Too Dangerous for Crops - Let’s Rub It On Our Children’s Brains

The CBC and CTV report that shampoos, marketed to treat head lice, that contain an insecticide, Lindane, that has been banned from agricultural use, are being sold over the counter in Canada.

According to the Lindane Education And Research Network:

Lindane is the primary synonym for gamma-Hexachlorocyclohexane (HCH) also commonly referred to as benzene hexachloride (BHC). Lindane is a nerve poison, an organochlorine pesticide. Lindane is a known carcinogen in the state of California where it has been banned. Lindane is an Endocrine Disrupting Chemical and Persistent Organic Pollutant. Lindane is found in air, water and soil samples throughout the world. Lindane is documented in human breast milk and amniotic fluid. Many countries have banned lindane. Unfortunately, in the United States, it is still widely prescribed and used on children and their families for treating head lice and scabies. It is also used on pets, livestock, fruits and vegetables, cotton, wool, tobacco, plants, trees and as a wood preservative.
The CBC report states:
While several environmental groups have called for a ban on lindane-based pharmaceuticals, Health Canada still allows its use in lice and scabies treatments, even though its use as an agricultural pesticide has been banned.

The Canadian Paediatric Society is reviewing its position on lindane products and currently recommends that they not be used on infants and children under 17. The society advises that products that contain pyrethrin or permethrin, instead of lindane, are considered safe.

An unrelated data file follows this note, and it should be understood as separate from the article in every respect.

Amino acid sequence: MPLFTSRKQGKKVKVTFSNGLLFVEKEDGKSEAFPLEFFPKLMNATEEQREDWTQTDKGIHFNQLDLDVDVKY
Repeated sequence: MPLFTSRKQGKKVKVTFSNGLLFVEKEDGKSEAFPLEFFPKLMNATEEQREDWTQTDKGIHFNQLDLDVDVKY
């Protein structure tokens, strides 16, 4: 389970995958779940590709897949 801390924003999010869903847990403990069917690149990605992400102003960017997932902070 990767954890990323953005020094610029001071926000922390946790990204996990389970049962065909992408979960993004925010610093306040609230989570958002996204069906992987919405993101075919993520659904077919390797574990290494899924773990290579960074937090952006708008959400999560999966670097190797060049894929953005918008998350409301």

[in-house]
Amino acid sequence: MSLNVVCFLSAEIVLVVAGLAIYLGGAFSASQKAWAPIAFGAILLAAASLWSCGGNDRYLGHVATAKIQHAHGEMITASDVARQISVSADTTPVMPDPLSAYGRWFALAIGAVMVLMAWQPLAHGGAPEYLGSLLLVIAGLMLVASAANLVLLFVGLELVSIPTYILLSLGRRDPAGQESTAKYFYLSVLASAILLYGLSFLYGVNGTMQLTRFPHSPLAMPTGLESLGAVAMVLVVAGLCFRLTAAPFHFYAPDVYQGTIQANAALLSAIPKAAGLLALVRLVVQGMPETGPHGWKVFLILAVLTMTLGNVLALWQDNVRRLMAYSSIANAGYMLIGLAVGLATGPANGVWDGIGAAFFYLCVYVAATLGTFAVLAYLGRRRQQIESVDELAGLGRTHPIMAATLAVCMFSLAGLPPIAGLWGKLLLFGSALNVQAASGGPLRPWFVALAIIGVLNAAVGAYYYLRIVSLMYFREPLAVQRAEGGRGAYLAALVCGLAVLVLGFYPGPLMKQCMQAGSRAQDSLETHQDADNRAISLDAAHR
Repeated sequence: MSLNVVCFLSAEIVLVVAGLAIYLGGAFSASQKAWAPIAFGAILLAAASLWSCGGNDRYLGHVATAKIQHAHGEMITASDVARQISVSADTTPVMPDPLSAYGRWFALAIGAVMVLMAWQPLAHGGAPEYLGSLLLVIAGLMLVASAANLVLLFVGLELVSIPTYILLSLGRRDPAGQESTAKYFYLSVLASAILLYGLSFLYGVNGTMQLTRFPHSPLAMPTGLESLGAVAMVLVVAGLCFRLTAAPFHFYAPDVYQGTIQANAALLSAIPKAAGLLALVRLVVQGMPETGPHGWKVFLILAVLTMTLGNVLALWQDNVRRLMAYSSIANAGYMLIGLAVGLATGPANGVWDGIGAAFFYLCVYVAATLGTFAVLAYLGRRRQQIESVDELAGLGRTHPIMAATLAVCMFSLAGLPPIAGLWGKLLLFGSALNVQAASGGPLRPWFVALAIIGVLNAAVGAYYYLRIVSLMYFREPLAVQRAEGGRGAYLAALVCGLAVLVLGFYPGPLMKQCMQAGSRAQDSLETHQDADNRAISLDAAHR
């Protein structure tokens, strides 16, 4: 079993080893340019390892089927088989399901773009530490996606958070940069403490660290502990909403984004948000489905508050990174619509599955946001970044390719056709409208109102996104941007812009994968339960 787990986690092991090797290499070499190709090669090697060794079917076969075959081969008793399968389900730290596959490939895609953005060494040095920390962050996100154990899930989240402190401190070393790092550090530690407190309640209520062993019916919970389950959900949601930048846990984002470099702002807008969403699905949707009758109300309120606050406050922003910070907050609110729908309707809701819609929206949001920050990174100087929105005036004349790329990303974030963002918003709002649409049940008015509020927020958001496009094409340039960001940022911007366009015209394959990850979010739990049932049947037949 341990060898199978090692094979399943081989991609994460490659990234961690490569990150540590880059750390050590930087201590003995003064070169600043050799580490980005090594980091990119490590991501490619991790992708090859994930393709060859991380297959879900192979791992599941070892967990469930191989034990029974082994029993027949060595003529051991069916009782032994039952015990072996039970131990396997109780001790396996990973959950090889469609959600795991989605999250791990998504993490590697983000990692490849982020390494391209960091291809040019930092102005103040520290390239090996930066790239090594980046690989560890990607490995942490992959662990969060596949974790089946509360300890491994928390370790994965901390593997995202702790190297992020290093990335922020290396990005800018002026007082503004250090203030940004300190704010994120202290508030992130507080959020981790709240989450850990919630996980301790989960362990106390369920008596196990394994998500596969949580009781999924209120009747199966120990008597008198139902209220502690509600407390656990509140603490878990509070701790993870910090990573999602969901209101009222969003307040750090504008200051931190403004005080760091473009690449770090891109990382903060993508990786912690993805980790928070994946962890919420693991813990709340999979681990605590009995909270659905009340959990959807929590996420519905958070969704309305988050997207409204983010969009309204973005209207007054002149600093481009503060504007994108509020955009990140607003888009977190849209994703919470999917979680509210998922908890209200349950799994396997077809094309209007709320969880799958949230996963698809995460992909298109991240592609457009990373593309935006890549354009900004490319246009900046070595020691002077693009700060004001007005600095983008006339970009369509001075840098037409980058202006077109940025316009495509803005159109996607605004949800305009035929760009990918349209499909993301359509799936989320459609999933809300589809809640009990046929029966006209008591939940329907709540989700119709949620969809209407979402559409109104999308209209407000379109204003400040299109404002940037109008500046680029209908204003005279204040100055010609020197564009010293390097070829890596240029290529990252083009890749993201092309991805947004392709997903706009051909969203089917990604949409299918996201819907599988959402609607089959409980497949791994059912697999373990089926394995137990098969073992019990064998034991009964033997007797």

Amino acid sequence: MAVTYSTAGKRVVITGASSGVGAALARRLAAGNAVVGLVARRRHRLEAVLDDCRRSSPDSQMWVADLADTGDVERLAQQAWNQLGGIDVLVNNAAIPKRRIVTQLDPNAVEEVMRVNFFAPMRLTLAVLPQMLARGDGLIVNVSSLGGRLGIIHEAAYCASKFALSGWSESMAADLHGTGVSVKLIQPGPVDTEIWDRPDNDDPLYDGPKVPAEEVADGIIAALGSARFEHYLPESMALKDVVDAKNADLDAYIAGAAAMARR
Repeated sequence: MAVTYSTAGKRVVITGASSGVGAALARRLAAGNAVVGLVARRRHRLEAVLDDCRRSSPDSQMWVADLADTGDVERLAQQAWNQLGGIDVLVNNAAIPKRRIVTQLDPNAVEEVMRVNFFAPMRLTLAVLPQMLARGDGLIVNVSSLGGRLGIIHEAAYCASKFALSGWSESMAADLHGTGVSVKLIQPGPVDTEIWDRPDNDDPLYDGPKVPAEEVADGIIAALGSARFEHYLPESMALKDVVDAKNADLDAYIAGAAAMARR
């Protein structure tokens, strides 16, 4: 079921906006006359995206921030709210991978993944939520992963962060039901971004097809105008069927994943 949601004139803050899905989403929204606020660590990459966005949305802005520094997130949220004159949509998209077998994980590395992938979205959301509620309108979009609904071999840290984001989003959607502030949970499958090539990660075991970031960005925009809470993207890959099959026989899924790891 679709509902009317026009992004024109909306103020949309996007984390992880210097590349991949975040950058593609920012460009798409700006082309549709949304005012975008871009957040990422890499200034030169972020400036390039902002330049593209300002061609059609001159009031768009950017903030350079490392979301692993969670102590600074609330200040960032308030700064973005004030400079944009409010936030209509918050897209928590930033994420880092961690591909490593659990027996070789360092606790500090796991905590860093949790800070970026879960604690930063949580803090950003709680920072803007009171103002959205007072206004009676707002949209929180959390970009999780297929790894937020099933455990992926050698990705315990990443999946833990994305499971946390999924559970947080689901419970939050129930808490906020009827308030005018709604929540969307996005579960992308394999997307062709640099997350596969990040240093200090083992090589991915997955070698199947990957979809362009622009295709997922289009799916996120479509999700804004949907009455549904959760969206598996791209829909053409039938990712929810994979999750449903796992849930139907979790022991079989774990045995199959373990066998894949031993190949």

Pesticide linked to convulsions, deaths

California banned lindane products in 2002 amid concerns the chemical was showing up in wastewater and because lindane-based medications were generating reports of skin irritation, dizziness, headaches and, in some extreme cases, convulsions and death.

California estimated that a single treatment of a lindane-based product that was washed down the drain was impacting 22 million litres of water and bringing contamination above the limit of 19 parts per trillion.
Parents should also note that head lice “aren't dangerous and they don't spread disease” (kidshealth.org) and “head lice are not a hazard to health” (simcoemuskokahealth.org) and finally “Head lice rarely (if ever) cause direct harm, and they are not known to transmit infectious agents from person-to-person. Thus, they should not be considered as a medical or a public health problem” (hsph.harvard.edu).

So why have parents been frightened into using a dangerous toxic chemical and carcinogen on their children’s brains to treat something that is not harmful. Our schools must stop promoting this lunacy and tell parents the truth about head lice and Lindane-based shampoos. And parents must not allow themselves to be bullied (by their children’s schools) into placing their children’s health at serious risk.

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